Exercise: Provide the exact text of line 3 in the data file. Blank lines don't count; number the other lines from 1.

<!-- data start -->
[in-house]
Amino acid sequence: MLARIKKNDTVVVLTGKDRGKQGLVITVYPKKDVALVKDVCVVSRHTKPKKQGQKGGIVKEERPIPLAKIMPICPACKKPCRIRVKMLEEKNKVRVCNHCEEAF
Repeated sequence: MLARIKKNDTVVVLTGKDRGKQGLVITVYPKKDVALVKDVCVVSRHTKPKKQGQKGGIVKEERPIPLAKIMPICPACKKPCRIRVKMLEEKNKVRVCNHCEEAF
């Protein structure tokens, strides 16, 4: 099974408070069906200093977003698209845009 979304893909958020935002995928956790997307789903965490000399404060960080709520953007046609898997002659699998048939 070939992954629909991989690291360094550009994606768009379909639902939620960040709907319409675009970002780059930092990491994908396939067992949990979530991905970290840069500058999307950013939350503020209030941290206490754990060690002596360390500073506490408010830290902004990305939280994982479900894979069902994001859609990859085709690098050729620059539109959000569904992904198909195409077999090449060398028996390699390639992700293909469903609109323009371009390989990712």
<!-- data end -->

Repeated sequence: MLARIKKNDTVVVLTGKDRGKQGLVITVYPKKDVALVKDVCVVSRHTKPKKQGQKGGIVKEERPIPLAKIMPICPACKKPCRIRVKMLEEKNKVRVCNHCEEAF